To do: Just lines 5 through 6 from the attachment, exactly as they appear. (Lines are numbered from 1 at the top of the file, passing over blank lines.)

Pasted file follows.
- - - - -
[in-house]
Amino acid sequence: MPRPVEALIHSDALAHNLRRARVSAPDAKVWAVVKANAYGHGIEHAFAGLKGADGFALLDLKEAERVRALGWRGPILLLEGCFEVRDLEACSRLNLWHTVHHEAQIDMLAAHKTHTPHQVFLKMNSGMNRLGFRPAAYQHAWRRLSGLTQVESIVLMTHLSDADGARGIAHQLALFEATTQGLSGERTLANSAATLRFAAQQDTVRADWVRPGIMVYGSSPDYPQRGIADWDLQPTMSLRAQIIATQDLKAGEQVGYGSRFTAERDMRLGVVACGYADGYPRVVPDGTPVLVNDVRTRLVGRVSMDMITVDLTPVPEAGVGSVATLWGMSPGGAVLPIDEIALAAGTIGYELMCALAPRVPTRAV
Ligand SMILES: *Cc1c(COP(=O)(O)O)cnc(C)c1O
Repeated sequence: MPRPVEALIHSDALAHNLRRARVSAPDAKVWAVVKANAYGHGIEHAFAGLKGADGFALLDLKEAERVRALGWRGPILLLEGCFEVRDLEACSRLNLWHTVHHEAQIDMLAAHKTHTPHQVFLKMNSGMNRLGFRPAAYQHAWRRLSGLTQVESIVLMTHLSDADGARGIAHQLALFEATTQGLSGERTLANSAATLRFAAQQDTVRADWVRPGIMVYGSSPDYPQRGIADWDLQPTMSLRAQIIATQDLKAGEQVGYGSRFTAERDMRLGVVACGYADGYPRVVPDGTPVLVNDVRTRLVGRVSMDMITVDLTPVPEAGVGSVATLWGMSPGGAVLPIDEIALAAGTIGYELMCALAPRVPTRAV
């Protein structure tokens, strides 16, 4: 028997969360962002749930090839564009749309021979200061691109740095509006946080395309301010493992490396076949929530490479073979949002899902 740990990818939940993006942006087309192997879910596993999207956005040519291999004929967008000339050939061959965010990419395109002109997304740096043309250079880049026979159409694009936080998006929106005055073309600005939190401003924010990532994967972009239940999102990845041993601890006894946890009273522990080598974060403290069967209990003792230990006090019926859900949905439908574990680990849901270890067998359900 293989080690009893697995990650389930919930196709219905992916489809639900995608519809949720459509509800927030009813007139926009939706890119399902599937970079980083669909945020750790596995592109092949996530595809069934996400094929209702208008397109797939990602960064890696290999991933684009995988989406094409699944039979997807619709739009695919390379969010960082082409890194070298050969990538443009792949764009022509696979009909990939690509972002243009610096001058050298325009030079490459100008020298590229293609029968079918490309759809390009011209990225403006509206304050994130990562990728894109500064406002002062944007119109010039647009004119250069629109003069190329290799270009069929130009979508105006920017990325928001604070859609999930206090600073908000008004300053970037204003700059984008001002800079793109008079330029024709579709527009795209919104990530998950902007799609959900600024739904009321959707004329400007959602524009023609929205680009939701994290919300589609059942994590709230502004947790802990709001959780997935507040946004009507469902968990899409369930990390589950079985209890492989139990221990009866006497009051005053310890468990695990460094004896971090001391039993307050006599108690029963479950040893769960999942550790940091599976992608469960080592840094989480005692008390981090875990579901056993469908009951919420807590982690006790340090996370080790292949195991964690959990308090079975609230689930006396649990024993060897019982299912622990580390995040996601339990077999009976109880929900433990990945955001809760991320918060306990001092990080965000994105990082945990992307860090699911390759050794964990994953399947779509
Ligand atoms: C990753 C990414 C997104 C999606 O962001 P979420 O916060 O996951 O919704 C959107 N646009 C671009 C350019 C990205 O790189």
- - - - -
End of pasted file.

């Protein structure tokens, strides 16, 4: 028997969360962002749930090839564009749309021979200061691109740095509006946080395309301010493992490396076949929530490479073979949002899902 740990990818939940993006942006087309192997879910596993999207956005040519291999004929967008000339050939061959965010990419395109002109997304740096043309250079880049026979159409694009936080998006929106005055073309600005939190401003924010990532994967972009239940999102990845041993601890006894946890009273522990080598974060403290069967209990003792230990006090019926859900949905439908574990680990849901270890067998359900 293989080690009893697995990650389930919930196709219905992916489809639900995608519809949720459509509800927030009813007139926009939706890119399902599937970079980083669909945020750790596995592109092949996530595809069934996400094929209702208008397109797939990602960064890696290999991933684009995988989406094409699944039979997807619709739009695919390379969010960082082409890194070298050969990538443009792949764009022509696979009909990939690509972002243009610096001058050298325009030079490459100008020298590229293609029968079918490309759809390009011209990225403006509206304050994130990562990728894109500064406002002062944007119109010039647009004119250069629109003069190329290799270009069929130009979508105006920017990325928001604070859609999930206090600073908000008004300053970037204003700059984008001002800079793109008079330029024709579709527009795209919104990530998950902007799609959900600024739904009321959707004329400007959602524009023609929205680009939701994290919300589609059942994590709230502004947790802990709001959780997935507040946004009507469902968990899409369930990390589950079985209890492989139990221990009866006497009051005053310890468990695990460094004896971090001391039993307050006599108690029963479950040893769960999942550790940091599976992608469960080592840094989480005692008390981090875990579901056993469908009951919420807590982690006790340090996370080790292949195991964690959990308090079975609230689930006396649990024993060897019982299912622990580390995040996601339990077999009976109880929900433990990945955001809760991320918060306990001092990080965000994105990082945990992307860090699911390759050794964990994953399947779509
Ligand atoms: C990753 C990414 C997104 C999606 O962001 P979420 O916060 O996951 O919704 C959107 N646009 C671009 C350019 C990205 O790189």